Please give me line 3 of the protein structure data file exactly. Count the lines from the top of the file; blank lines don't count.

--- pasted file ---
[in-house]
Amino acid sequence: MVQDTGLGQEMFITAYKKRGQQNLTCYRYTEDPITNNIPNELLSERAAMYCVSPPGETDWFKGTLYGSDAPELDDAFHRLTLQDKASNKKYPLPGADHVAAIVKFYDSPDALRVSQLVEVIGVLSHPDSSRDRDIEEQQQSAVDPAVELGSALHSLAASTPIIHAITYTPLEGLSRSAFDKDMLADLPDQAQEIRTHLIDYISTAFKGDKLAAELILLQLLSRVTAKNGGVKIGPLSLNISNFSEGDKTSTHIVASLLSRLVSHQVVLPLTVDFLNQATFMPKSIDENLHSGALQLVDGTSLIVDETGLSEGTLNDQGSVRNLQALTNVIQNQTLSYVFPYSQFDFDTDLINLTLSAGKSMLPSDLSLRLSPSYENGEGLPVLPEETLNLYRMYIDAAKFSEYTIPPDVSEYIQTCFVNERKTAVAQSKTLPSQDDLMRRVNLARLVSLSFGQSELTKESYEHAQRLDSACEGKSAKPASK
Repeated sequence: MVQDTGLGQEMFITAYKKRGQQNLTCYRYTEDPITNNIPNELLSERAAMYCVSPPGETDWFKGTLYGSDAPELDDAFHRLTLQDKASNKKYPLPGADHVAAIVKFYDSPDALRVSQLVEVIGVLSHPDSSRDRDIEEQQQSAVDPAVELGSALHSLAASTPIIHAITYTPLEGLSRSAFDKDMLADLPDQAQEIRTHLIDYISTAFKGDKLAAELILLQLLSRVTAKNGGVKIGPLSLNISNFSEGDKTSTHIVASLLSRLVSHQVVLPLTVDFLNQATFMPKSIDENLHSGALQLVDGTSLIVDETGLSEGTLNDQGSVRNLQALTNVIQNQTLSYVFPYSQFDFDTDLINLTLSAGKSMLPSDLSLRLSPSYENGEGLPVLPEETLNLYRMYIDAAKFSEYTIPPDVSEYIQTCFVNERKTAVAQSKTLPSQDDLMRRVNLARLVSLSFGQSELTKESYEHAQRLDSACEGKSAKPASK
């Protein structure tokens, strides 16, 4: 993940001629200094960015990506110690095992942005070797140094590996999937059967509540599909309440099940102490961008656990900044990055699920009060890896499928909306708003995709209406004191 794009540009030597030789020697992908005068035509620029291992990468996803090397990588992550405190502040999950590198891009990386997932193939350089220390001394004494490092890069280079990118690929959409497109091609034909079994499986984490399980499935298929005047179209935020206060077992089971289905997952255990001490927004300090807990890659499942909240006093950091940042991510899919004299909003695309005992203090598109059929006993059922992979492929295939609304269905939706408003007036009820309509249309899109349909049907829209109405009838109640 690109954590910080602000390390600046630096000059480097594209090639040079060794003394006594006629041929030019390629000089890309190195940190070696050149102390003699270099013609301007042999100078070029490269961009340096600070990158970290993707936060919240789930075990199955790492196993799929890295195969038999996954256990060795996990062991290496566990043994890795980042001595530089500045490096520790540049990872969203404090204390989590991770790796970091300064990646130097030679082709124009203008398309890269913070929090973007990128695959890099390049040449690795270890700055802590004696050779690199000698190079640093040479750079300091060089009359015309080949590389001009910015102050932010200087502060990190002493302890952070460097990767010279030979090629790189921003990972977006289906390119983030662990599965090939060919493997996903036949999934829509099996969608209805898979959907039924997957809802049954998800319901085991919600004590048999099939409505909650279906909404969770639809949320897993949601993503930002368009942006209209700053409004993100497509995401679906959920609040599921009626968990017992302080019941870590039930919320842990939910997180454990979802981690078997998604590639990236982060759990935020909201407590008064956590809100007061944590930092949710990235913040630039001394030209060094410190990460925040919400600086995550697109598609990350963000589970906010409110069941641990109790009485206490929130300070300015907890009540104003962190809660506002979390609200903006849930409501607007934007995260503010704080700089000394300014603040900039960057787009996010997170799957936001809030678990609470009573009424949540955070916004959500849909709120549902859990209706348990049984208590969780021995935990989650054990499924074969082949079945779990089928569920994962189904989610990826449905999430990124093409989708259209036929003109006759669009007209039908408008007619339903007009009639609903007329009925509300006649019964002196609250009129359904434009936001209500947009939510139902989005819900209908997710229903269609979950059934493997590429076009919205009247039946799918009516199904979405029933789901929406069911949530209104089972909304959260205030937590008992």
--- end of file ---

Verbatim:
Repeated sequence: MVQDTGLGQEMFITAYKKRGQQNLTCYRYTEDPITNNIPNELLSERAAMYCVSPPGETDWFKGTLYGSDAPELDDAFHRLTLQDKASNKKYPLPGADHVAAIVKFYDSPDALRVSQLVEVIGVLSHPDSSRDRDIEEQQQSAVDPAVELGSALHSLAASTPIIHAITYTPLEGLSRSAFDKDMLADLPDQAQEIRTHLIDYISTAFKGDKLAAELILLQLLSRVTAKNGGVKIGPLSLNISNFSEGDKTSTHIVASLLSRLVSHQVVLPLTVDFLNQATFMPKSIDENLHSGALQLVDGTSLIVDETGLSEGTLNDQGSVRNLQALTNVIQNQTLSYVFPYSQFDFDTDLINLTLSAGKSMLPSDLSLRLSPSYENGEGLPVLPEETLNLYRMYIDAAKFSEYTIPPDVSEYIQTCFVNERKTAVAQSKTLPSQDDLMRRVNLARLVSLSFGQSELTKESYEHAQRLDSACEGKSAKPASK